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Old Jul 30, 2009, 2:43 PM   #11
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I scratch my head and still can't figure out why so many people seem to think the Nikon models are better. Canon's AF system is pretty good. But, from my experience using a variety of Nikon models (including the D5000, D3, D300 and others), I just don't see it. Are they "good enough"? Sure, but they're on the slow side compared to some of the Sony and Canon dSLR models (although the D3 is pretty nice and stands out as being better).

For example, from the tests I've seen, the new Sony A230 (which is available for under $500 including an 18-55mm kit lens from vendors like buydig.com), is faster than any current Nikon model close to it's price in most lighting (including the D40, D40x, D60, D5000, D90 and D300). As for tracking, I really doubt the Nikon models anywhere near the price of the Sonys are any better based on my experience with them, with the possible exception of the D300 if the circumstances are "just right' (it's a bit slow to lock compared to the Sony models, but it does well tracking subjects with momentary obstructions in the way). Of course, the D3 and D3x are better overall (but, they're not $500 cameras either). ;-)

The new A230 is now a 4th generation model (starting with the KM 5D, followed by the Sony A100, A200 and now A230) in the entry level lineup, with refinements at every step (including improved AF algorithms and internal processing speed at each phase, a faster AF motor in the case of the A200, and a redesigned shutter/mirror mechanism with the A100, A200 and A230 (and the newer A230's shutter/mirror is quieter compared to previous models, too)

With each new model, AF speed has improved, and the A230 appears to be the most aggresive refinement yet (totally redesigned firmware, menus, body, shutter/mirror mechanism, control layout, etc.).

From tests I've seen so far, the new Sony A230 (for around $500 with a kit lens, which is lower priced than the Canon XS or Nikon D60 models if you get a kit including a lens) has faster AF speed in most lighting compared to any of the entry level Canon models (including the T1i) down to around 2 EV (much lower lighting than you'd find in typical home interiors at night with tungsten lighting). Then, the faster Canon models start to pull ahead.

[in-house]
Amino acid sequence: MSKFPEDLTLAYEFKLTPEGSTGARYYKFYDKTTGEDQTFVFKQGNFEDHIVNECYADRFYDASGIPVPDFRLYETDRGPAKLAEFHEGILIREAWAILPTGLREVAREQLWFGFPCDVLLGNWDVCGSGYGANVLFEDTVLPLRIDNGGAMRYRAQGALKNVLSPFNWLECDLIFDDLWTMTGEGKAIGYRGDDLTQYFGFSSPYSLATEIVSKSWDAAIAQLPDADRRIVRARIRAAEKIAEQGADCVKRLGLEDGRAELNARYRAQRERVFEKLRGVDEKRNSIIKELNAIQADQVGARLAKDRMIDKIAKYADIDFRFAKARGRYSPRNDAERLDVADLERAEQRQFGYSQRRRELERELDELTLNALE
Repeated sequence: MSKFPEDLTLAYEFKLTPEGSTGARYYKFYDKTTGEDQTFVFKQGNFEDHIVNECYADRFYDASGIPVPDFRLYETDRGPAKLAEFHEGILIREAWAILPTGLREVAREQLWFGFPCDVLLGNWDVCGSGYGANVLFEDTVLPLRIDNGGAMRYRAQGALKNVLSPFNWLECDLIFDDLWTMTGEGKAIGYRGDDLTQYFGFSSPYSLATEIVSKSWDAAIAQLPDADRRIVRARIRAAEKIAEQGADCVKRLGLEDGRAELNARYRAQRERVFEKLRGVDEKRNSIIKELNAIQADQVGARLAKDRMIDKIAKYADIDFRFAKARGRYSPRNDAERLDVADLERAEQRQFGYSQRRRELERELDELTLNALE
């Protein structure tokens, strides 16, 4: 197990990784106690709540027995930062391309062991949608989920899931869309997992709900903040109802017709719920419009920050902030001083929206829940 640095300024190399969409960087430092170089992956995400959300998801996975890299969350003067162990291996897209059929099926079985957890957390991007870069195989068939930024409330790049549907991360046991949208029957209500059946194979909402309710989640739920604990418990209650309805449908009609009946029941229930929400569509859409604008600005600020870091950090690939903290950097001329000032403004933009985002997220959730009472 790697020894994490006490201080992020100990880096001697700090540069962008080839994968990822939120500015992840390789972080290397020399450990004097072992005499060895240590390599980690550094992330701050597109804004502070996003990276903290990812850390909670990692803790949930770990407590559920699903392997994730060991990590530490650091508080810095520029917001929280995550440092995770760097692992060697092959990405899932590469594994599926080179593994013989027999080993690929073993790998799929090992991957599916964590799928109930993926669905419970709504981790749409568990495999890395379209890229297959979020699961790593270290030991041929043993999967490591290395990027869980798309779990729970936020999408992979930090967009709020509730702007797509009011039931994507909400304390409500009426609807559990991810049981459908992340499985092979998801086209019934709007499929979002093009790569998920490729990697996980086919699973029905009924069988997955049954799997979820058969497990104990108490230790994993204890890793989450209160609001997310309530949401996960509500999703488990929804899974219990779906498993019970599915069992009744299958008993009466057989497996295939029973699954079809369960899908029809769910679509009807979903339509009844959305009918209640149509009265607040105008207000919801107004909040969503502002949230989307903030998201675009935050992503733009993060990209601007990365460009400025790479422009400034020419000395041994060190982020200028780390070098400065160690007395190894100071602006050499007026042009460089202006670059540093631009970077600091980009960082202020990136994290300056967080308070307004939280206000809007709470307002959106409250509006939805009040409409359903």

With Nikon models, it's no contest (you'll see around 1/10 second faster AF speeds with the lowest priced Sony model compared to any Nikon model anywhere near it's price at lighting ranging from around 12 EV down to 2 EV from what I can tell from popphotos latest tests). That's a long time if you see something interesting and want to lock focus. Of course, lenses make a big difference, too (and the latest Sony SSM lenses like the 70-300mm are very fast).

As for tracking ability, it's unfortunate that standard ways of measuring it don't exist yet. About the only test I've seen from a reputable tester is mentioned in this forum post about a test performed by a well known German Magazine (with multiple Nikon and Canon models included).

http://www.pentaxforums.com/forums/p...good-info.html

But, I haven't seen one like it comparing the newer dSLR models yet.
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Old Jul 30, 2009, 3:34 PM   #12
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Quote:
Originally Posted by JimC View Post
I scratch my head and still can't figure out why so many people seem to think the Nikon models are better. Canon's AF system is pretty good. But, from my experience using a variety of Nikon models (including the D5000, D3, D300 and others), I just don't see it. .
Jim - no disrespect, but there are a lot of professional sports shooters that would disagree with you. Believe me, if the low priced Sony DSLRs could outperform the D3, the sports shooters would be using it. There's not a lot of brand loyalty anymore. I've seen a couple serious ameteurs using the A700 with good results - combined with the expensive optics that's why I can offer the A700 as a possible choice. But as far as you saying the new Sonys can track as well as the nikon d300 or d3 I frankly find it difficult to believe. If it were true, more people on the planet than you would have come to that realization.
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Old Jul 30, 2009, 3:52 PM   #13
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I didn't say that. I mentioned that the D3 stood out as being better. :-)

For the lower end Nikon models, I would not agree that the Nikon dSLR models are any better than the entry level Sony models based on my experience with them.
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Old Jul 30, 2009, 4:14 PM   #14
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OK here it is - the only cameras on the market I would recommend to a sports shooter are as follows. In all cases but the T1i and D90 I make my recommendation based on viewing actual sports photos and research into Nikon and Canon:

Nikon D3, D700, D300, D90
Canon 1dmkIII, 1dmkIIn, 50D, 40d, T1i, XSi
Sony A700

The nikon d60 and d40 have stripped down AF. The latest D5000 and D3000 may have repaired that and simply left the cameras without the motor (which for sports isn't that important since a motor in the lens is better/faster).

I stand by my statement I have yet to see any results out of other Sony models, or any Pentax or Oly cameras that would indicate to me as a sports photographer that said cameras are in the same league as their competition (i.e. can they compete with the T1i, much less the 50d or nikon d90 or d300). The other technology has bourne fruit in the field. The sony models are, at best, untested as sports cameras. Until they are, I think it is irresponsible to recommend them. I understand you own sony and are happy with it and want others to share in what sony has to offer. But I don't think there is enough credible evidence to show they can compete with the Canon entry levels and the Canon / Nikon mid-levels.